(Masterpieces of American Literature)

Middle Passage, Johnson’s third published novel, is a complex blend of allegory, adventure story, tall tale, and philosophical meditation. The novel won the National Book Award. It follows the misadventures of Rutherford Calhoun, the narrator, who is an entertaining liar and consummate rogue. Calhoun, a slave, flees first to New Orleans and then, to escape marriage, to sea. Ironically, he stows away on a slave ship, the Republic, and so his adventures begin.

The novel’s characters are a motley collection of freaks, misfits, and oddities. Ebenezer Falcon, captain of the Republic, is a stunted, twisted dwarf whose brilliant mind and strong will are devoted to his own evil ends. Cringle, the first mate, is a well-meaning but ineffectual liberal, able to perceive evils and injustices but incapable of acting to resolve them. Josiah Squibb, the alcoholic, often-married but never-divorced cook, serves as a representative both of humankind’s baser instincts and of rough but necessary common sense.

In Africa, the Republic takes on a cargo of slaves from the Allmuseri tribe (a group frequently mentioned in Johnson’s fiction as a symbol of original African nature and unity). The crew also brings on board an enormous box that contains the Allmuseri’s “god,” a monstrous shape-shifting creature that drives mad those who listen to it.

On the return voyage, a mutiny and slave revolt, perhaps...

(The entire section is 417 words.)


(Masterpieces of American Fiction)

Winner of the National Book Award for fiction, Middle Passage is a fanciful account of the misadventures of a twenty-two-year-old black man, a freed slave who ends up aboard a ship bound for Africa to take on a cargo of slaves. Middle Passage is divided into nine entries made by Rutherford Calhoun in a ship’s log. The first entry is dated June 14, 1830, and the last is dated August 20, 1830. Calhoun narrates each entry.

The book’s action begins in New Orleans, where Rutherford Calhoun has drifted after being freed from slavery by his master, a preacher in southern Illinois. Calhoun, mischievous by nature, becomes involved in petty crime and ends up deep in debt to Papa Zeringue, a Creole gangster. Rutherford has also entered into a platonic relationship with Isadora, a young schoolteacher. Papa offers to forgive Calhoun his debts if he will marry Isadora, but for young Rutherford, any thought of marriage is too constricting even to contemplate. To escape, he stows away on a slave ship, the Republic. The ship puts to sea before he is discovered.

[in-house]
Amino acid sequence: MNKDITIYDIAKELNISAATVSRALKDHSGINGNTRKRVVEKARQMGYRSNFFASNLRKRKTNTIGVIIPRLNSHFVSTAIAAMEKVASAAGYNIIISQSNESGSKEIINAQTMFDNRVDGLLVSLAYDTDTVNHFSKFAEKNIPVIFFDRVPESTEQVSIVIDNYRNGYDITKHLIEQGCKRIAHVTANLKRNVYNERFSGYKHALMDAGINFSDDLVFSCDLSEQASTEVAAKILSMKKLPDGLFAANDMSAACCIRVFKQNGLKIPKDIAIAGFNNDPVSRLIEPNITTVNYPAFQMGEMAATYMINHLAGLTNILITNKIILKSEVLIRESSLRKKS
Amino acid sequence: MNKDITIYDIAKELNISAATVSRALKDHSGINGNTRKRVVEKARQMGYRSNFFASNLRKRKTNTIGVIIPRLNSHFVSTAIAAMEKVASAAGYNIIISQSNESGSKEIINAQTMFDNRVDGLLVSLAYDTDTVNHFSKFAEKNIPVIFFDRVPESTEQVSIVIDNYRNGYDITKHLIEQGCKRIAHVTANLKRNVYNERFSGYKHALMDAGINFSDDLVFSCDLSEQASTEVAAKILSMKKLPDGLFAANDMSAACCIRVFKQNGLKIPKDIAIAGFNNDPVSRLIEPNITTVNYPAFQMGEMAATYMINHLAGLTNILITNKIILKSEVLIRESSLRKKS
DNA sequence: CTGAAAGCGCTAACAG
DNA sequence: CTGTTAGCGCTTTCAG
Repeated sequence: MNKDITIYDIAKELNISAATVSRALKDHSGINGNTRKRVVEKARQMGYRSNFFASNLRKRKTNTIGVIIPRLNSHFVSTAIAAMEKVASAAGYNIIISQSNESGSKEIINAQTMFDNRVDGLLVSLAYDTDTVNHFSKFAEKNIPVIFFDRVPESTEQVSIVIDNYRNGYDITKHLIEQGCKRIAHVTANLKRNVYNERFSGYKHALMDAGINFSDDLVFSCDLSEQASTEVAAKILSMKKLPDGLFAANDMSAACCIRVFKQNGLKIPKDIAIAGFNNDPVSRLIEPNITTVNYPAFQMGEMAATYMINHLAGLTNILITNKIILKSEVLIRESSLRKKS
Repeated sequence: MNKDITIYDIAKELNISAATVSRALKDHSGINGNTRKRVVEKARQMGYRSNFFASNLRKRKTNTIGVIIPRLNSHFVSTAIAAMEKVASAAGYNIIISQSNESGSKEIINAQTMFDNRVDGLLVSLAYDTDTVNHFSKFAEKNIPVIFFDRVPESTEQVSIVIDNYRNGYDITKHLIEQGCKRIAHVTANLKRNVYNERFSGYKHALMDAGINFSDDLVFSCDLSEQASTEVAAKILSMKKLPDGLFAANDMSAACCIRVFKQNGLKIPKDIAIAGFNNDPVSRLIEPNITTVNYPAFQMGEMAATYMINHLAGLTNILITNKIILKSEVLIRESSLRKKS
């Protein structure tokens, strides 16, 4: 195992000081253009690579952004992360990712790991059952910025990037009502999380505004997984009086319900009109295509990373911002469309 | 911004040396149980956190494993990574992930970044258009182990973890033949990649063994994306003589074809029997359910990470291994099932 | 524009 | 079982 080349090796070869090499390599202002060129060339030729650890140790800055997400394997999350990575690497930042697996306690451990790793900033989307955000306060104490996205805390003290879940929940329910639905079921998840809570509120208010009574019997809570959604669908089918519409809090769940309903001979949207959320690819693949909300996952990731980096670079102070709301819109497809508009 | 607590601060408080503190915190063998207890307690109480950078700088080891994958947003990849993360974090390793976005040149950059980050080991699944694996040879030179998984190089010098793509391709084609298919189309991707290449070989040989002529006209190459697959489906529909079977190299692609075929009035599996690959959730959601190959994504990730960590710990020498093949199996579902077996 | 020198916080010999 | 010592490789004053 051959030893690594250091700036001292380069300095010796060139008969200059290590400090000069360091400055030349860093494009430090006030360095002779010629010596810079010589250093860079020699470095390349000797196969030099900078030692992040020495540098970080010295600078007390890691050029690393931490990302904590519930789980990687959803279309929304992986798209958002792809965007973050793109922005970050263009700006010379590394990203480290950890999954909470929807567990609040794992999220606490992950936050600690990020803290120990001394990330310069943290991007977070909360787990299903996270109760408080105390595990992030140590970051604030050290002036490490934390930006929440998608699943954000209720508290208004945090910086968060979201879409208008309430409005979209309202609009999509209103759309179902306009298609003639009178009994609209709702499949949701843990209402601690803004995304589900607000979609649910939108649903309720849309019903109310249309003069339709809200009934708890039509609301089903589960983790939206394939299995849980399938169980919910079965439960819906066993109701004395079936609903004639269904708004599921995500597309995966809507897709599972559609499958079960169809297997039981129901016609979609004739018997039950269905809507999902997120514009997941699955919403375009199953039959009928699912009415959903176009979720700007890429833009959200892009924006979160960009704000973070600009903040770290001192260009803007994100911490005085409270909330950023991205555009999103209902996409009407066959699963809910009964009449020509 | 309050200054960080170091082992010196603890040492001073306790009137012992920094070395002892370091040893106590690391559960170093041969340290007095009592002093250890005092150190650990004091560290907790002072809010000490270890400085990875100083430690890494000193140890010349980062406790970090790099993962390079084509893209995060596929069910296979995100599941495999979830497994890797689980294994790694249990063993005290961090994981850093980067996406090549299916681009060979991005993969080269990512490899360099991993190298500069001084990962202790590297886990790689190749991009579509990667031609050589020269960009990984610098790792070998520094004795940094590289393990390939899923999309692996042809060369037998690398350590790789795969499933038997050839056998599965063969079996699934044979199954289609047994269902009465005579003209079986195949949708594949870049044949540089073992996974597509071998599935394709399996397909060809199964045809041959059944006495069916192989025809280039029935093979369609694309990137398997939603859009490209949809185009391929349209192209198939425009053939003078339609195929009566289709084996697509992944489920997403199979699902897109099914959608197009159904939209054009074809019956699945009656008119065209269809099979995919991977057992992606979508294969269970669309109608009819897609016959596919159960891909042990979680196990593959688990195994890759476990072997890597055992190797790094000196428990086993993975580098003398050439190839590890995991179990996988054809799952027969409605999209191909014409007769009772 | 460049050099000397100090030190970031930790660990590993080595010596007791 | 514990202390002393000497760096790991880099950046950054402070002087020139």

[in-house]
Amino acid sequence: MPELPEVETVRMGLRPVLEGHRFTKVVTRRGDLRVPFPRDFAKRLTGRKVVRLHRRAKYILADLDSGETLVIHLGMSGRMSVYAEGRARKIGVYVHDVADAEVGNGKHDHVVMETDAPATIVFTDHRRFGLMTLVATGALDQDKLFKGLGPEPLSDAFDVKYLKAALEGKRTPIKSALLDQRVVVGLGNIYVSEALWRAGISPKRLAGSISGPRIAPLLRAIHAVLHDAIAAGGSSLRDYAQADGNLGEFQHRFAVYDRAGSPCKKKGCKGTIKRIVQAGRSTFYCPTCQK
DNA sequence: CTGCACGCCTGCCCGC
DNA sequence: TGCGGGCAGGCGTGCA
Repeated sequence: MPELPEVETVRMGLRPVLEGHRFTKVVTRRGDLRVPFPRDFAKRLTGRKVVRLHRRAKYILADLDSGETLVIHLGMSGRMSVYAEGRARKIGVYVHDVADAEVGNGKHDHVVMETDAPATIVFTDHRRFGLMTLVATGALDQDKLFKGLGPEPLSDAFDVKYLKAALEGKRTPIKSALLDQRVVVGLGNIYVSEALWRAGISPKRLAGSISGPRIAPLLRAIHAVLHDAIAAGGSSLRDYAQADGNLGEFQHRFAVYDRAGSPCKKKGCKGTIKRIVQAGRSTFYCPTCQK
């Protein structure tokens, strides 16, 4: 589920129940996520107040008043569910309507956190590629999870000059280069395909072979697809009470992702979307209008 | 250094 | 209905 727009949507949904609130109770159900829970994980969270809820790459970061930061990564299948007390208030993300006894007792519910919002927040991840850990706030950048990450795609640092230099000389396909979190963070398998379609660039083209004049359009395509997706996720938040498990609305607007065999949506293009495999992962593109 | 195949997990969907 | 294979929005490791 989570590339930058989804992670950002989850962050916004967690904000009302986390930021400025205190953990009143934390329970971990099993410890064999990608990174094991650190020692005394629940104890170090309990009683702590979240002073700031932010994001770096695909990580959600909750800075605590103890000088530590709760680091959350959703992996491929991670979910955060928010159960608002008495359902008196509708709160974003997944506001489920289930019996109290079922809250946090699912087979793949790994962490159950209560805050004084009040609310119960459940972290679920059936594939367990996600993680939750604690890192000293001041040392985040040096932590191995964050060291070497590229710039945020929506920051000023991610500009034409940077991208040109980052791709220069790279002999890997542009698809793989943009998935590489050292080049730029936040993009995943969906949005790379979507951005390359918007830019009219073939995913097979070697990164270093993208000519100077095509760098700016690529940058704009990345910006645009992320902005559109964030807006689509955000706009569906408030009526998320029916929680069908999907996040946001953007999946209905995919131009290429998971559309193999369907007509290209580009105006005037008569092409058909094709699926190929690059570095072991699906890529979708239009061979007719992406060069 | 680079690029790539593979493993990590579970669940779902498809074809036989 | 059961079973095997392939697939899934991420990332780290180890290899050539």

After he has been found, he is brought before the captain, Ebenezer Falcon, a strange but philosophical man, misshapen both in physique and in morality. Falcon turns out to be both a dwarf and a monster, but in his first interview with Calhoun, there are only intimations of this monstrosity. Falcon decides to allow Calhoun to work aboard the ship without compensation. For the rest of the voyage to Africa, Calhoun befriends the crew and learns about the ship, which is not in good condition and is constantly being repaired.

The ship drops anchor in the African port of Bangalang. There, Rutherford observes the captain buy a cargo of slaves and a huge,...

(The entire section is 719 words.)


(Society and Self, Critical Representations in Literature)

Middle Passage is the story of Rutherford Calhoun’s life-changing journey aboard the slaver Republic in 1830. Like Charles Johnson’s earlier Oxherding Tale, this book is narrated by a young black man born into slavery but with a superior education, whose story is rooted in nineteenth century history but whose savvy, humorous voice bespeaks a twentieth century intellectual consciousness.

Rutherford’s adventures begin when he stows aboard a ship to escape a woman determined to bring him to the altar. The Republic, a slaver, ships out to Africa; there it picks up a special cargo—a hold full of men, women, and children of the mystical Allmuseri tribe. The Republic’s captain also secretly brings on board a crate containing the captured Allmuseri god.

Middle Passage blatantly evokes Moby Dick: Or, The Whale (1851), “Benito Cereno,” and Homer’s Odyssey (c. 800 b.c.e., English translation, 1616) among others. Johnson flaunts, mocks, and turns on end these similarities: His dwarfish Captain Falcon is a caricature of the crazed Ahab; the ringleaders of the revolting Allmuseri are Babo, Fernando, and Atufel; Isadora, Rutherford’s intended, knits by day and unravels her work by night to forestall marriage to her new suitor. The Republic’s voyage is a darkly comic version of the Pequod’s, but one highlighting...

(The entire section is 559 words.)